Robert Pinsky had a great piece in Slate yesterday about a literary hatchet job . . . from 1818. The lessons we can take from it, however, are timeless. In “How Not to Write a Book Review,” Pinksy enumerates the three rules of book reviewing:
1. The review must tell what the book is about.
2. The review must tell what the book’s author says about that thing the book is about.
3. The review must tell what the reviewer thinks about what the book’s author says about that thing the book is about.
Seem overly simplified to you? I’m with Pinsky, who writes that “To sneer at it as obvious would be a mistake.” Nearly all book reviewers execute the first rule and then jump straight to their critique of the book. But to ignore the author’s intention—and to criticize the author’s work while ignoring that intention—is to do an injustice to both the author and his potential readers. To cite but one obvious example, it’s unfair to review a book as a work of literary fiction if the author intended a light entertainment.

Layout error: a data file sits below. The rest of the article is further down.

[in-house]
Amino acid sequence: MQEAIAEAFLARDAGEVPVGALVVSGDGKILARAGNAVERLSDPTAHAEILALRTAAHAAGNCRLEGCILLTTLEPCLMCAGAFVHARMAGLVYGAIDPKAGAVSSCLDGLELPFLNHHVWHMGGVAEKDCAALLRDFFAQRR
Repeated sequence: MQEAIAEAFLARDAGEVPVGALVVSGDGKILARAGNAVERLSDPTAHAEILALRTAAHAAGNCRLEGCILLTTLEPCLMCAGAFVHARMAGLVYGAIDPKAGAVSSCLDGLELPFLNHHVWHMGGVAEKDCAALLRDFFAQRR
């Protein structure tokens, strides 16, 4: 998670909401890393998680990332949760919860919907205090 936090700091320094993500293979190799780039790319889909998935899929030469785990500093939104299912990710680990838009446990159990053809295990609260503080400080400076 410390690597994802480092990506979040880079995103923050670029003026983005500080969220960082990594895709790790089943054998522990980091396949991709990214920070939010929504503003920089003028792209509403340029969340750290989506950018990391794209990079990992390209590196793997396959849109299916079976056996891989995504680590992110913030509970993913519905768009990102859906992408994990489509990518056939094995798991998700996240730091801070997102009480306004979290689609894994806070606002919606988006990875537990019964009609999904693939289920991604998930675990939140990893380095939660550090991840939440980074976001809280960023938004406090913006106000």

These rules can be helpful for reviewers who are reviewing books they wouldn’t normally choose to read. And I might suggest a fourth rule, too:
4. The reviewer must remember that he is writing not for himself or the people he wants to impress but for the people the writer is hoping to reach.
Do I follow these rules? I try to. Do I fail? Sometimes.